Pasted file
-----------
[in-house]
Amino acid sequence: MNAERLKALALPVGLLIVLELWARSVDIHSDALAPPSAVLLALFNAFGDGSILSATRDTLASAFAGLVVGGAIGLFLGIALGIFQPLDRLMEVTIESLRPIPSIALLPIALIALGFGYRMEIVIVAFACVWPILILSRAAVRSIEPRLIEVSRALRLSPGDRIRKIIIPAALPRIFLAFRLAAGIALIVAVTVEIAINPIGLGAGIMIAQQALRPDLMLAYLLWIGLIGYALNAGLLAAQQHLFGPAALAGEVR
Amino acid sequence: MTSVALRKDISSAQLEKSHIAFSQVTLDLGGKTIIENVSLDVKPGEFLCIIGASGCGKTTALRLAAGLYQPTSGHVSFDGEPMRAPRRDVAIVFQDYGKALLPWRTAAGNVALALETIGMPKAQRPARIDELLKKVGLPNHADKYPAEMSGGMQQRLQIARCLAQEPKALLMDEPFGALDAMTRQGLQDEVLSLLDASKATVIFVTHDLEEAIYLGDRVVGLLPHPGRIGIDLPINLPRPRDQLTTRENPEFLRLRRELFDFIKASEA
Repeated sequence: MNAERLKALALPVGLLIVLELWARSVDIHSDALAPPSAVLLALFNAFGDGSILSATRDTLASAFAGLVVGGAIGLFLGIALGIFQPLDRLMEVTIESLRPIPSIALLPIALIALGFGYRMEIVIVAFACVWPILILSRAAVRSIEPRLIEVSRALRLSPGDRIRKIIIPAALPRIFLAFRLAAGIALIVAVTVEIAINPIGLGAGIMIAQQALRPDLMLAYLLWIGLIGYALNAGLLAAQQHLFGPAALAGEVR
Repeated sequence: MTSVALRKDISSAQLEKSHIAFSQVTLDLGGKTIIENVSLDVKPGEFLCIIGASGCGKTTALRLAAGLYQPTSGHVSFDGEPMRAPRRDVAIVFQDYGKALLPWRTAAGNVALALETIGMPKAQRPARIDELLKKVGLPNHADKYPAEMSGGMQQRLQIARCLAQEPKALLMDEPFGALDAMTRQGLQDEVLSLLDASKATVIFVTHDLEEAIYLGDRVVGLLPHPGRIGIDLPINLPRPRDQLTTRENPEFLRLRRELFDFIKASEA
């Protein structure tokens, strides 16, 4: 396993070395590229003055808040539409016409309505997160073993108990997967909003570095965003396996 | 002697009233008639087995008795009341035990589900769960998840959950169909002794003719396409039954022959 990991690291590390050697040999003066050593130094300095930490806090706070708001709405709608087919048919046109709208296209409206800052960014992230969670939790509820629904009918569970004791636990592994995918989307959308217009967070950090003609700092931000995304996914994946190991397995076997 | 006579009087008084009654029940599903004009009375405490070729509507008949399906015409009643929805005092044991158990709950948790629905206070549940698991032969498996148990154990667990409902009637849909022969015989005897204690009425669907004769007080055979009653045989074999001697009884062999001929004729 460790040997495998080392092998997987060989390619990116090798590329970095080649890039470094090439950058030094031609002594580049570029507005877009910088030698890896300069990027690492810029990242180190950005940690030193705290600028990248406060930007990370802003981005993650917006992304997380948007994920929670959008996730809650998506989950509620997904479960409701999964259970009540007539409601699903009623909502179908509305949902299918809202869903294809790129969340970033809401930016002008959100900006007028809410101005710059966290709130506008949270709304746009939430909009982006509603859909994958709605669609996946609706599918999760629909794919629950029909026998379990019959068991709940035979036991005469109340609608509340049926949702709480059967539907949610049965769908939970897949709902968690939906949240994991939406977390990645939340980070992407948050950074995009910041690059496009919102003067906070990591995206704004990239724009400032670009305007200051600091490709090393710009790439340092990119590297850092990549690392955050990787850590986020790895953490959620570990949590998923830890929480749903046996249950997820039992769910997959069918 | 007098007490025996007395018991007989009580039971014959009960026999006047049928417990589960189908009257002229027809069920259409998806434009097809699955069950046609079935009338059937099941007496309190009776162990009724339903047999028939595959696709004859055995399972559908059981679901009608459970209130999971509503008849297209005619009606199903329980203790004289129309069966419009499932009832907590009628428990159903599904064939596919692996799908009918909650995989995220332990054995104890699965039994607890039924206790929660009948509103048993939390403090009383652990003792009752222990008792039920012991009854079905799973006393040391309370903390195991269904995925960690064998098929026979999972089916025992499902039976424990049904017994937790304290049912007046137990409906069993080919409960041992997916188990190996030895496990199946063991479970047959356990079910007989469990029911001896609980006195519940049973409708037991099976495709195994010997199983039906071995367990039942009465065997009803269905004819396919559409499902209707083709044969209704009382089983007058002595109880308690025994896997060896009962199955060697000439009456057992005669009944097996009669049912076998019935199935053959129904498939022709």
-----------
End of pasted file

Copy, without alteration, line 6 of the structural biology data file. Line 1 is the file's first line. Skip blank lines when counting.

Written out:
């Protein structure tokens, strides 16, 4: 396993070395590229003055808040539409016409309505997160073993108990997967909003570095965003396996 | 002697009233008639087995008795009341035990589900769960998840959950169909002794003719396409039954022959 990991690291590390050697040999003066050593130094300095930490806090706070708001709405709608087919048919046109709208296209409206800052960014992230969670939790509820629904009918569970004791636990592994995918989307959308217009967070950090003609700092931000995304996914994946190991397995076997 | 006579009087008084009654029940599903004009009375405490070729509507008949399906015409009643929805005092044991158990709950948790629905206070549940698991032969498996148990154990667990409902009637849909022969015989005897204690009425669907004769007080055979009653045989074999001697009884062999001929004729 460790040997495998080392092998997987060989390619990116090798590329970095080649890039470094090439950058030094031609002594580049570029507005877009910088030698890896300069990027690492810029990242180190950005940690030193705290600028990248406060930007990370802003981005993650917006992304997380948007994920929670959008996730809650998506989950509620997904479960409701999964259970009540007539409601699903009623909502179908509305949902299918809202869903294809790129969340970033809401930016002008959100900006007028809410101005710059966290709130506008949270709304746009939430909009982006509603859909994958709605669609996946609706599918999760629909794919629950029909026998379990019959068991709940035979036991005469109340609608509340049926949702709480059967539907949610049965769908939970897949709902968690939906949240994991939406977390990645939340980070992407948050950074995009910041690059496009919102003067906070990591995206704004990239724009400032670009305007200051600091490709090393710009790439340092990119590297850092990549690392955050990787850590986020790895953490959620570990949590998923830890929480749903046996249950997820039992769910997959069918 | 007098007490025996007395018991007989009580039971014959009960026999006047049928417990589960189908009257002229027809069920259409998806434009097809699955069950046609079935009338059937099941007496309190009776162990009724339903047999028939595959696709004859055995399972559908059981679901009608459970209130999971509503008849297209005619009606199903329980203790004289129309069966419009499932009832907590009628428990159903599904064939596919692996799908009918909650995989995220332990054995104890699965039994607890039924206790929660009948509103048993939390403090009383652990003792009752222990008792039920012991009854079905799973006393040391309370903390195991269904995925960690064998098929026979999972089916025992499902039976424990049904017994937790304290049912007046137990409906069993080919409960041992997916188990190996030895496990199946063991479970047959356990079910007989469990029911001896609980006195519940049973409708037991099976495709195994010997199983039906071995367990039942009465065997009803269905004819396919559409499902209707083709044969209704009382089983007058002595109880308690025994896997060896009962199955060697000439009456057992005669009944097996009669049912076998019935199935053959129904498939022709």